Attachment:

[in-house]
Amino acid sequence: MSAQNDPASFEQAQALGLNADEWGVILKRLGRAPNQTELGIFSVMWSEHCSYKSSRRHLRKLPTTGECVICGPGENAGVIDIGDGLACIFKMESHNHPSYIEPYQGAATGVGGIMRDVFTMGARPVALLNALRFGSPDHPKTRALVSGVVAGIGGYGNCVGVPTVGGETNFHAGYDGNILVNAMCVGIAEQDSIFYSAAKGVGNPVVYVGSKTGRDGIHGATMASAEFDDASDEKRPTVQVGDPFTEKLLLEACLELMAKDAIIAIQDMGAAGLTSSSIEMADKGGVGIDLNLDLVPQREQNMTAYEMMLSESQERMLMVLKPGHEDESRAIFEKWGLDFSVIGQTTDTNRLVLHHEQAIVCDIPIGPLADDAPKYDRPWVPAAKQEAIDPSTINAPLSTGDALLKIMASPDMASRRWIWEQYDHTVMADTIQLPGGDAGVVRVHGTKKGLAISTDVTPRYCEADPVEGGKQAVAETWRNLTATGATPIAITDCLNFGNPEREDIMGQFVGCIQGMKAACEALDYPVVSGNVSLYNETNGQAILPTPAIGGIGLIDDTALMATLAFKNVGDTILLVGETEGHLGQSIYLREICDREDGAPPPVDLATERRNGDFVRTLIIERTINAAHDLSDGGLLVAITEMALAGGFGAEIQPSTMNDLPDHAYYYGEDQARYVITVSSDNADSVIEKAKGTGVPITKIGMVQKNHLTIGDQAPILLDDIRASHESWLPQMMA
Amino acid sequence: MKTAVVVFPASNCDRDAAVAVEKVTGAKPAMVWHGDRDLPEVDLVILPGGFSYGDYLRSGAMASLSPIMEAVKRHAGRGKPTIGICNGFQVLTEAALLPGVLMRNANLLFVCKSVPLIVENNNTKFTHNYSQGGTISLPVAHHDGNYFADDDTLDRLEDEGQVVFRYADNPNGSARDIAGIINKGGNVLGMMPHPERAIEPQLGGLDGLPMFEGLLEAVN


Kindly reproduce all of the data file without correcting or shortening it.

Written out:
[in-house]
Amino acid sequence: MSAQNDPASFEQAQALGLNADEWGVILKRLGRAPNQTELGIFSVMWSEHCSYKSSRRHLRKLPTTGECVICGPGENAGVIDIGDGLACIFKMESHNHPSYIEPYQGAATGVGGIMRDVFTMGARPVALLNALRFGSPDHPKTRALVSGVVAGIGGYGNCVGVPTVGGETNFHAGYDGNILVNAMCVGIAEQDSIFYSAAKGVGNPVVYVGSKTGRDGIHGATMASAEFDDASDEKRPTVQVGDPFTEKLLLEACLELMAKDAIIAIQDMGAAGLTSSSIEMADKGGVGIDLNLDLVPQREQNMTAYEMMLSESQERMLMVLKPGHEDESRAIFEKWGLDFSVIGQTTDTNRLVLHHEQAIVCDIPIGPLADDAPKYDRPWVPAAKQEAIDPSTINAPLSTGDALLKIMASPDMASRRWIWEQYDHTVMADTIQLPGGDAGVVRVHGTKKGLAISTDVTPRYCEADPVEGGKQAVAETWRNLTATGATPIAITDCLNFGNPEREDIMGQFVGCIQGMKAACEALDYPVVSGNVSLYNETNGQAILPTPAIGGIGLIDDTALMATLAFKNVGDTILLVGETEGHLGQSIYLREICDREDGAPPPVDLATERRNGDFVRTLIIERTINAAHDLSDGGLLVAITEMALAGGFGAEIQPSTMNDLPDHAYYYGEDQARYVITVSSDNADSVIEKAKGTGVPITKIGMVQKNHLTIGDQAPILLDDIRASHESWLPQMMA
Amino acid sequence: MKTAVVVFPASNCDRDAAVAVEKVTGAKPAMVWHGDRDLPEVDLVILPGGFSYGDYLRSGAMASLSPIMEAVKRHAGRGKPTIGICNGFQVLTEAALLPGVLMRNANLLFVCKSVPLIVENNNTKFTHNYSQGGTISLPVAHHDGNYFADDDTLDRLEDEGQVVFRYADNPNGSARDIAGIINKGGNVLGMMPHPERAIEPQLGGLDGLPMFEGLLEAVN